Other suggestions follow thick and fast, backed by a mixture of close reading, mathematical construction and scholarly detective work. Building on meridians and equinoctial lines, the Druids used their maps of the heavens to create a map that criss-crossed a continent, providing a plan of sufficient latitudinal and longitudinal accuracy to guide the Celtic diaspora as it pushed eastward across Europe.
The swirls and patterns in Celtic art turn out, Robb surmises, to be arranged along rigorous mathematical principles, and may even encode the navigational and cartographic secrets that the Druids so laboriously developed.
Robb manages his revelations with a showman’s skill, modestly conscious that his book is unfurling a map of Iron Age Europe and Britain that has been inaccessible for millennia. Every page produces new solutions to old mysteries, some of them so audacious that the reader may laugh aloud. Proposing a new location for Uxellodunum, the site of the Gauls’ final losing battle in France, is one thing; suggesting where to look for King Arthur’s court, or which lake to drag for Excalibur, is quite another. But both are here.
Amid such riches, readers of The Discovery of France – a glorious book that mixed notes from a modern cycling tour with a historical gazetteer of pre-unification France – may still be itching for the moment when the author gets back on his bike. Beautifully written though it is, The Ancient Paths can tend to dryness at times, but some of its best moments come when the author gets out into the field.
One example will suffice. Certain references in Caesar’s writing indicate that the Gauls operated a vocal telegraph, composed of strategically placed teams yodelling news overland to one another, which passed messages at a speed nearly equivalent to the first Chappe telegraph in the 18th century. To judge how this might have worked, Robb takes himself off to the oppidum above Aumance, near Clermont-Ferrand, where he reports on the car alarms and the whirr of traffic still audible across countryside four kilometres away.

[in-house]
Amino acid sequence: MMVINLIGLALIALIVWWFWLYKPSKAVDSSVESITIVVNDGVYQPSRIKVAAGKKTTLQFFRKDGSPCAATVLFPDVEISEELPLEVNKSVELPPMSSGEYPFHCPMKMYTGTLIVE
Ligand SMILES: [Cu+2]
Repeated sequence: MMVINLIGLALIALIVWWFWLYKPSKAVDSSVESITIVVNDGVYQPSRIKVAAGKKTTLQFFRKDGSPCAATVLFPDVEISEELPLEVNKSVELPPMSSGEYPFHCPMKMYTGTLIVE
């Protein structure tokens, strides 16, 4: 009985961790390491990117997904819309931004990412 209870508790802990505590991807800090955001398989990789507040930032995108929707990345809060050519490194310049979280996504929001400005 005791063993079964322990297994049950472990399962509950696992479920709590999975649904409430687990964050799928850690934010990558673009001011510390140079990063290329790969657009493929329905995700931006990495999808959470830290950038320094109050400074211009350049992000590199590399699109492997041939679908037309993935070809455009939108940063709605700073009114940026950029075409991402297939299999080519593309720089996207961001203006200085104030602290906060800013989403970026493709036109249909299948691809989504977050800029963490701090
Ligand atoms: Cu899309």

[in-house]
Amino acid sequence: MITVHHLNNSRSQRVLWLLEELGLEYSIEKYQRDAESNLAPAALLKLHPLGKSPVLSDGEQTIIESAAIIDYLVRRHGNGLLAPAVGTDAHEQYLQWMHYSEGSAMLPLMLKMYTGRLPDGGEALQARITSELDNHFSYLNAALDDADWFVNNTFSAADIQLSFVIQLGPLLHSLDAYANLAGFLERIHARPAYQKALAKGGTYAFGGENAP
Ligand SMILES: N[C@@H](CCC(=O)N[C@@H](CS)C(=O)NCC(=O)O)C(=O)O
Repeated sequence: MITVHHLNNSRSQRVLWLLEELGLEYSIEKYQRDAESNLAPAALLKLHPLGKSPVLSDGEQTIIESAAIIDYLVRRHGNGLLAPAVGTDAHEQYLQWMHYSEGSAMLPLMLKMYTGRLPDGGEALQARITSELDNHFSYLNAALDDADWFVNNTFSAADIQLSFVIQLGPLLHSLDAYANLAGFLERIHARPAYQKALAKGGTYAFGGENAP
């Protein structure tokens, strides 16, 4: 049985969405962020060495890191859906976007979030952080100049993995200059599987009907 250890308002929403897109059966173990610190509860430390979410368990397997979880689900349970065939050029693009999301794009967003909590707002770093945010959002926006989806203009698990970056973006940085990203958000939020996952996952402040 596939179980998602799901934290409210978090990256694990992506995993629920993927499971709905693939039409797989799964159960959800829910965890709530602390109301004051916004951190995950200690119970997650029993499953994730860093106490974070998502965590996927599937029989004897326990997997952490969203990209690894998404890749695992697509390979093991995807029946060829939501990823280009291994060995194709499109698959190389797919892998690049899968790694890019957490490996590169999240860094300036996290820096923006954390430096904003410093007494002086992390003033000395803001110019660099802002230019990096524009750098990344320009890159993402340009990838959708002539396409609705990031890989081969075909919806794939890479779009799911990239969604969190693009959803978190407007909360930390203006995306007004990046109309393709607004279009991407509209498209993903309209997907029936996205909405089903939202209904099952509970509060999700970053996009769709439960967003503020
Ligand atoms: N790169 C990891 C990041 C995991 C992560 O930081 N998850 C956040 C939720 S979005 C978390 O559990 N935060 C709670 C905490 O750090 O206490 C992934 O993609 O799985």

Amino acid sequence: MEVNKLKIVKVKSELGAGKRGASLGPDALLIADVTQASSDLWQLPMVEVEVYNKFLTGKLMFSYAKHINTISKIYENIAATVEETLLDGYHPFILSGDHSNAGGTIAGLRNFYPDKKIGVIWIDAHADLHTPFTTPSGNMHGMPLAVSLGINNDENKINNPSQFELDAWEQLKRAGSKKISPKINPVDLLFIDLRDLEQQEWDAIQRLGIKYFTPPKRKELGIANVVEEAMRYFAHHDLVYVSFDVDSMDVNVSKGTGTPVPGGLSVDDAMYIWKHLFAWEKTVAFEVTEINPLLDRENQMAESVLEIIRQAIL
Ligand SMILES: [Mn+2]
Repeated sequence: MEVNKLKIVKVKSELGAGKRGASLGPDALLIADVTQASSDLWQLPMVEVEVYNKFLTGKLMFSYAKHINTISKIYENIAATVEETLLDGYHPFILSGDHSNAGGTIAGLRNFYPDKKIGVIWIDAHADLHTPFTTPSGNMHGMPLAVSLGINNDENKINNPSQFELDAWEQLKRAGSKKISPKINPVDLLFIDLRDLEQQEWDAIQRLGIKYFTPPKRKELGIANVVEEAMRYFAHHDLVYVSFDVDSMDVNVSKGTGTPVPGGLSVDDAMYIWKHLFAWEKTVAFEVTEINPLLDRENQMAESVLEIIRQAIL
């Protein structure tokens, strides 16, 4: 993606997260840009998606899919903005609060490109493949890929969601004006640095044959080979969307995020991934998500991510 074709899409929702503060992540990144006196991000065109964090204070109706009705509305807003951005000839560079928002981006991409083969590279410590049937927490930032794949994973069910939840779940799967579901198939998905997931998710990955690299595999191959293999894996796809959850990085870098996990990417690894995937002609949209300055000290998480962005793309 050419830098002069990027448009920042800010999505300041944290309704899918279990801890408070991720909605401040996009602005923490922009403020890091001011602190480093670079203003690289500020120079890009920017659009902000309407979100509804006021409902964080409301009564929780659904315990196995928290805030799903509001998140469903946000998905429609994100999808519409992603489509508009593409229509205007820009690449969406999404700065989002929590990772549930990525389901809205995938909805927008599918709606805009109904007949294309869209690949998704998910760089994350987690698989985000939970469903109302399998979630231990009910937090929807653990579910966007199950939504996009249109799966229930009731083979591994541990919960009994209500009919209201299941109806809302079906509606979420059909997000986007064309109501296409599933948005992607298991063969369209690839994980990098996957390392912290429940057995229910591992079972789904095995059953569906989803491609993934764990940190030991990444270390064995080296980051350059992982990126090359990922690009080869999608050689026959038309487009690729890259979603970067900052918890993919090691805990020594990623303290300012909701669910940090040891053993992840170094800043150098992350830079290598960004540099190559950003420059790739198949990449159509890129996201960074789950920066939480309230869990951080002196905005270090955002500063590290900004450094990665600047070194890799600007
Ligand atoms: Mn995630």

He goes further. Aumance was one of around 75 places once known by the name Equoranda, a word with an unknown root that resembles the Greek and Gaulish for “sound-line” or “call-line”. All the Equoranda settlements Robb visits turn out to be on low ridges or shallow valleys, and would, he writes, “have made excellent listening posts”. Examined in this light, one word in Caesar’s account becomes fruitful: he observes that the Gauls “transmit the news by shouting across fields and regios”, a word that can be translated as “boundaries”. An ancient Persian technique for acoustic surveying, still current in the 19th-century south of France, involves three men calling to one another and plotting their position along the direction of the sound. Put the pieces together and you end up – or Robb does – with “the scattered remains of a magnificent network” that could have acted not just as a telegraph system but as a means to map the Druids’ boundaries on to the earth.
It’s a magnificent piece of historical conjecture, backed by a quizzical scholarly intellect and given a personal twist by experiment. So, for that matter, is
the whole thing. Robb describes in his introduction the secretive meetings with publishers in London and New York that kept a lid on the book’s research until publication, and watching its conclusions percolate through popular and academic history promises to be thrilling.